Everything I Needed to Know About COVID-19, I Learned in Kindergarten
by Scott Faith
“Wisdom from the mouths of babes.” In trying to absorb all of the (mis)information being thrown my way about the Chinese coronavirus/novel coronavirus/COVID-19/whatever we’re calling it these days, I’m reminded of Robert Fulghum’s seminal work, “All I Really Needed to Know, I Learned in Kindergarten.” In the spirit of that storied tome, here are a few things that any kindergartner could tell you, that might still apply to us today:
1) Germs are icky.
Germs are everywhere, and they can make you sick. Being sick is bad. Germs are bad. COVID-19 is really, really bad. So be careful. It’s even worse than girl-cooties.
2) Keep your hands to yourself.
Just like back in kindergarten, you should keep your hands to yourself and don’t touch other people. Maintain 6 feet of social distance between you… for our European readers, that’s 2 meters.
3) Don’t pick your nose, or scratch your butt.
That’s just gross. And one of the best ways to catch the ‘rona is to get it on your hands, and then put your fingers in your eyes, nose, mouth, or in… other sensitive areas. Just don’t do it.
4) Wash your hands.
Hand washing is one of the very best ways to help avoid disease and infections. It’s also one of the most-overlooked. With the amount of soap, detergent, and hand sanitizer people are buying now, it kind of makes me wonder if they were washing their hands at all prior to COVID-19.
5) Toilet paper is important.
This reminds me of another great children’s book, “Everyone eats, and everyone poops.” And based on how frequently my local grocery store is out of toilet paper, apparently people think that they’re pooping a lot more during the Chinese coronavirus crisis.
6) Most people don’t know what they’re talking about.
When you’re watching the non-stop COVID-19 coverage, just keep in mind that most of the people talking about it don’t know much more about the situation than the average kindergartner. They’re a LOT less worried about it than we are. Ever play the game “telephone” when you were a kid–you know, the game where a whisper goes around the room, and when it’s done it’s a completely different message than when it started? That’s kind of what the COVID-19 coverage is like: a bad game of telephone, with no one really knowing what the real truth is.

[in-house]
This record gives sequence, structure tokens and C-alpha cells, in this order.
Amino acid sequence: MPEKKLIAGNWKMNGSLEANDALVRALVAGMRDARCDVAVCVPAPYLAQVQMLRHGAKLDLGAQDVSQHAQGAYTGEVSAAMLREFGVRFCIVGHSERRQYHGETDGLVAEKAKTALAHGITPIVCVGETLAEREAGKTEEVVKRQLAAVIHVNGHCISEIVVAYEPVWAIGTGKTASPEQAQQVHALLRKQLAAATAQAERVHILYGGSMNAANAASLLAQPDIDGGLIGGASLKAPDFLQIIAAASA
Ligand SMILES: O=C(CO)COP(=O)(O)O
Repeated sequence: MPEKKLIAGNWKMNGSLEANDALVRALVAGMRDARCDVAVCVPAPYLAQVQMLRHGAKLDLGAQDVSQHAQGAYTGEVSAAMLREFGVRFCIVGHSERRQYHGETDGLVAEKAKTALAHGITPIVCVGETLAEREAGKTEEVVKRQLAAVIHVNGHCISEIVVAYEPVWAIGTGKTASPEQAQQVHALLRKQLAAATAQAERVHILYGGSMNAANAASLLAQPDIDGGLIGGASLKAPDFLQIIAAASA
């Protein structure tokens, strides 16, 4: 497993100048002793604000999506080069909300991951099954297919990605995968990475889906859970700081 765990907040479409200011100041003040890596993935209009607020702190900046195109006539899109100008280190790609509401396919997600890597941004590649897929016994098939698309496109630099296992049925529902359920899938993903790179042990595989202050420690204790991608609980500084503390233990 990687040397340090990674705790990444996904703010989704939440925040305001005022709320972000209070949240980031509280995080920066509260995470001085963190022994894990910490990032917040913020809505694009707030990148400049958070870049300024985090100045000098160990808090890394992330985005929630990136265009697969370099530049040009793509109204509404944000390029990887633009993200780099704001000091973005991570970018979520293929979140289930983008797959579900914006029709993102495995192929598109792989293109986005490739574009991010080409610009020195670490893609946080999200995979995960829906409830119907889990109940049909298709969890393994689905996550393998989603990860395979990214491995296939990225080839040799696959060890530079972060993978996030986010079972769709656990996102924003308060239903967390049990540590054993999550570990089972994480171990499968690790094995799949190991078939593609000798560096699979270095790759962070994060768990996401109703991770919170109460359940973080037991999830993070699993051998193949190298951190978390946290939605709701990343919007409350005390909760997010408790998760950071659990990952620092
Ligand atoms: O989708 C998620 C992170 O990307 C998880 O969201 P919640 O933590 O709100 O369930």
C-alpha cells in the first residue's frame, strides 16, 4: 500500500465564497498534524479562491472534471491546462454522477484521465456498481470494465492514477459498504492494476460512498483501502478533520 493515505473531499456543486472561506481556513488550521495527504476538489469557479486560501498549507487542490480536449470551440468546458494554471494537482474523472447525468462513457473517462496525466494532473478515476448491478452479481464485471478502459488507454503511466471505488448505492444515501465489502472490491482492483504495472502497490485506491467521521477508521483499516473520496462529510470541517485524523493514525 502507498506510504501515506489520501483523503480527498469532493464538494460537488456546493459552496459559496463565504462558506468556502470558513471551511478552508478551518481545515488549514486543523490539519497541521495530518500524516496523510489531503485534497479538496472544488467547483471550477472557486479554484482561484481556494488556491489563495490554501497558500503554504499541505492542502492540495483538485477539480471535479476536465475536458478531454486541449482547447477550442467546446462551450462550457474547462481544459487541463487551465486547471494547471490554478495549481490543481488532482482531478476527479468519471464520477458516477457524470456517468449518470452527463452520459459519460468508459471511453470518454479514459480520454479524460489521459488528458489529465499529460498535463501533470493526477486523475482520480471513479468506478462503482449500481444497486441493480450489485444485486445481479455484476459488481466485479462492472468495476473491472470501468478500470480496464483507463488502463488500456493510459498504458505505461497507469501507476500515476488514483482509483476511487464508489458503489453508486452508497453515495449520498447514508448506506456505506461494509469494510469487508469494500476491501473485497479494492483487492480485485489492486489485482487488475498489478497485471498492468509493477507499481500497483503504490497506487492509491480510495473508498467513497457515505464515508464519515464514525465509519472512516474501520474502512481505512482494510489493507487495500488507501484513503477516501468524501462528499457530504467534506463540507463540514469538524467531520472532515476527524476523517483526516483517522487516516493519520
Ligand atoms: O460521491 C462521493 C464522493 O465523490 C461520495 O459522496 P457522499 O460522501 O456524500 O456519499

7) China is bad.
Well, they don’t really teach this in schools, but maybe they should. While the origins of COVID-19 are still shrouded in mystery, China’s reaction to it is on full display. Not only was this virus quite possibly the worst thing to come out of China since the online clearance store Wish, China is trying to blame everyone but themselves for the global pandemic, and went so far as to imprison one of the doctors who blew the whistle on the virus (and the guy eventually died of COVID-19). China grossly misrepresented the threat of this virus, its communicability, and its internal infection rates. In a totally gangster move, they also decided to sell back to Italy a huge cache of supplies that Italy donated to China, and “donated” garbage protective garments to much of the rest of the world… probably ordered off of Wish. And while much of the world’s economy is in tatters, China is profitting hugely off of exported medical equipment, and is poised to go on a buying spree of troubled businesses and interests forced into dire financial straits by the virus.
My kindergartner would probably say that makes them poopy-heads.
Scott Faith is a veteran of a half-dozen combat deployments and has served in several different Special Operations units over the course of his Army career. Scott’s writing focuses largely on veterans’ issues, but he is also a big proponent of Constitutional rights and has a deep interest in politics. He often allows other veterans who request anonymity to publish their work under his byline. Scott welcomes story ideas and feedback on his articles, and can be reached at firstname.lastname@example.org.
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